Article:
The NFL Wine Cellar Team – Part II : In Memoriam 

It is fitting that this comes out a couple days after the Oscars. Just like Sunday night, we are going to honor those that can’t be with us. These players would’ve been no doubters on the greatest team ever assembled but because of the rules constraints spelled out in Part I, I have to leave them off.

I am not going to assemble an entire team, but I picked 8 players who deserved to be mentioned for their transcendent years.


1987 Jerry Rice

Receptions Yards Touchdowns Yards/Rec Yards/Game
65 1078 22 16.6 89.8

*12 games

22 touchdowns in 12 games…. Let that line sink in for a little bit. 22 freaking touchdowns in 12 FREAKING GAMES! I knew Rice had held the record before 2007 Randy Moss broke it but I never knew it was in 12 games. Why is 12 games such a sticking point? Wasn’t the NFL well into their 16 game schedule era? You are right, but the NFL strike happened in the first month of the 1987 season. So Rice played the first two games then sat out the next 4 till the strike ended and then got back to playing. And yes, the usual level of play was a little bit down, but it was down in 2011 as well for lack of an off-season/training camp during their work stoppage. If I’m fine with considering players in that year, I’m fine with considering the ‘87 season as well.

Scabs or not, in 1987 I get the best version of arguably the greatest football player ever. I get him in his 3rd year at age 25, he is just beginning to get to the height of his powers. If you disagree with me, 22 touchdowns in 12 games.


1986 Lawrence Taylor

20.5 sacks on one of the greatest defenses of all time.

Unfortunately my main research site, didn’t have any hard stats for LT other than sacks. If we’re looking for a dominant pass-rusher and ultimate disrupter of stuff, ’86 LT is on the short list. He anchored one of the best defenses of all-time in the 1986 Giants. He the first prototype for the 3-4 outside rush-backer. He also was one of the few defensive players to win the NFL MVP in ’86. He brought an edge and an attitude that became the hallmark of those late 80s/early 90s Giants. Plus, what do you think the aliens would think when they see LT doing this non-stop for four quarters.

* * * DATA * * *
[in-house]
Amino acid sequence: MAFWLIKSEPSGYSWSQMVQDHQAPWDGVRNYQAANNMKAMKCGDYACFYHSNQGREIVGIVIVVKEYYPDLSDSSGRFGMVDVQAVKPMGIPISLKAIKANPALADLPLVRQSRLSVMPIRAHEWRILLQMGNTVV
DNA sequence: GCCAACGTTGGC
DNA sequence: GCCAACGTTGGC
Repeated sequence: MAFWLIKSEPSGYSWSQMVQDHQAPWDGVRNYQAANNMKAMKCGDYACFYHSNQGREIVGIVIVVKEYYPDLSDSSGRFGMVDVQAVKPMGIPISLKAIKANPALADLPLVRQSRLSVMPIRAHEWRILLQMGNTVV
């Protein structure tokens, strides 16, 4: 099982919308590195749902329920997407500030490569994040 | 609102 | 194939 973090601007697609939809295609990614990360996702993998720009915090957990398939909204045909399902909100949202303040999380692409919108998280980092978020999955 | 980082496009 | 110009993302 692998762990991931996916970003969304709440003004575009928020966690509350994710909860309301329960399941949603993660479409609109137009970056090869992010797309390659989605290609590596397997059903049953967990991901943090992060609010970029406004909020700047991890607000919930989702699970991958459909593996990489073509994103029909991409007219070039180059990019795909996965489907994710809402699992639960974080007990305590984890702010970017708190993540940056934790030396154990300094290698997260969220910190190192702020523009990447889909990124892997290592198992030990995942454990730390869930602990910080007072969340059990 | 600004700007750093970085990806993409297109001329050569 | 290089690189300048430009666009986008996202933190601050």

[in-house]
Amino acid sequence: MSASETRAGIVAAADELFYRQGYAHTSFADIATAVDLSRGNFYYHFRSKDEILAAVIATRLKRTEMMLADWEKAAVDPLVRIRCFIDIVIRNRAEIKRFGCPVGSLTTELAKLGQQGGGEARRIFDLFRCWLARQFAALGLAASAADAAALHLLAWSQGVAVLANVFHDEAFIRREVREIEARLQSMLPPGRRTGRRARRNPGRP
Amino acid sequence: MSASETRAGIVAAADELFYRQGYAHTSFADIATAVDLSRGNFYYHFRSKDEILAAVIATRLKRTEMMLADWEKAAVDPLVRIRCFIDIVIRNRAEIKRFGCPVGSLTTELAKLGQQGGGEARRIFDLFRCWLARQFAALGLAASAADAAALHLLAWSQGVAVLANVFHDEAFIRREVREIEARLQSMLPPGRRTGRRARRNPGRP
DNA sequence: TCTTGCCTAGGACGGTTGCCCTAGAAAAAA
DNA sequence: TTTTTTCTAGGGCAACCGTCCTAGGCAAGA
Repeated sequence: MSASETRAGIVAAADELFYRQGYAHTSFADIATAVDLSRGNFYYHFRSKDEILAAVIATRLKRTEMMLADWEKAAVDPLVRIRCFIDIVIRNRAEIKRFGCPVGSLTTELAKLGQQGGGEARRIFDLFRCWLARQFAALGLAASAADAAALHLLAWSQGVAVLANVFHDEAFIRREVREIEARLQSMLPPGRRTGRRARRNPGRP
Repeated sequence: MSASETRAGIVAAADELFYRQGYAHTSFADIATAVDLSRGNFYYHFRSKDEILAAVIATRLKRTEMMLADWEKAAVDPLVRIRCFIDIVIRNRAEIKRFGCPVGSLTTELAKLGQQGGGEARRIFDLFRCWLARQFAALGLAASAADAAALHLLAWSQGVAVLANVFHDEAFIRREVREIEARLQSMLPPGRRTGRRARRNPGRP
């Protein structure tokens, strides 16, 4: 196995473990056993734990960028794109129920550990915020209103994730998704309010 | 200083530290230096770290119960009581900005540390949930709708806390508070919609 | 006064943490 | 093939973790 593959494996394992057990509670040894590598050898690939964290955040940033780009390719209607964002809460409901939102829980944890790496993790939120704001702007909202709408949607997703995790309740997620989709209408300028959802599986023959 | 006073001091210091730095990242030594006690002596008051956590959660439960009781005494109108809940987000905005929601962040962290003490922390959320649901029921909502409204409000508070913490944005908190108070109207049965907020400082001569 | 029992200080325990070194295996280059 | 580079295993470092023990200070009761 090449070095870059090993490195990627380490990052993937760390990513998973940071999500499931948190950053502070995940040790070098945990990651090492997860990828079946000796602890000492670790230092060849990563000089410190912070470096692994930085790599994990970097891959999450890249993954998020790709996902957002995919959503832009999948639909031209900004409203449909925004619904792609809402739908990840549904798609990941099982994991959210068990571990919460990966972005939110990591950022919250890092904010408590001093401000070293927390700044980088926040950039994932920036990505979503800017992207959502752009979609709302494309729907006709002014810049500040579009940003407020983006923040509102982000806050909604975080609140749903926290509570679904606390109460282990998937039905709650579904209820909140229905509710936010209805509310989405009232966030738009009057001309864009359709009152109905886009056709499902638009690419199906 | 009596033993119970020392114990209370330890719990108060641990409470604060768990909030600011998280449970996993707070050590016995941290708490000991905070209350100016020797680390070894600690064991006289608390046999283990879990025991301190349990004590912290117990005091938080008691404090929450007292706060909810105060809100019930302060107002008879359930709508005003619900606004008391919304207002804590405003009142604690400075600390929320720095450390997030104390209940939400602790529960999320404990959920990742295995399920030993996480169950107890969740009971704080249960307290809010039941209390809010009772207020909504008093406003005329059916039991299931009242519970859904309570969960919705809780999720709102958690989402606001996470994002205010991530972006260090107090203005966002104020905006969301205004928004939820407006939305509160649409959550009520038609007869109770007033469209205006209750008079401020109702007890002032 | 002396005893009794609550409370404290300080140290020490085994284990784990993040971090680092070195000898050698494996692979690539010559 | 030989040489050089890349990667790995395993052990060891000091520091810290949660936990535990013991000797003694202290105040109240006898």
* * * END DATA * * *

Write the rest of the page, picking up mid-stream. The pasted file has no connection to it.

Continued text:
1963 Jim Brown

Yards Touchdowns Yards/Carry
1863 12 6.4

*14 games

I might be a millennial but I’m not a prisoner of the moment when it comes to the greatest running back of all-time. The discussion starts and ends with Jim Brown. In 1963 I get the G.O.A.T RB in his finest season ever. And by the way, those 1863 yards was in 14 games too. Give Brown those extra two games and he would probably hold the single-season record to this very day. His size and speed would translate into any era. Jim Brown on the Memoriam Wine Cellar Team? As easy a call as there is to make.

1984 Dan Marino

Yards Touchdowns Interceptions Completion % Yards/Attempt
5084 48 17 64.2 9.0

Before the passing rules changed back in 2004, the holy grail of any quarterbacking season was always Marino’s 1984 effort. Those numbers are stupid even by today’s standard, easily MVP numbers. Back in ’84, unfathomable. It would be a very interesting debate over who would start quarterback for this team. But I felt that Marino’s year should be recognized no matter what. In ’84 I would get absolute prime Dan Marino in his second year and at age 23. This year really started his 3 year run at setting the league ablaze with his passing. No one was more prolific in the passing game than 1984 Marino.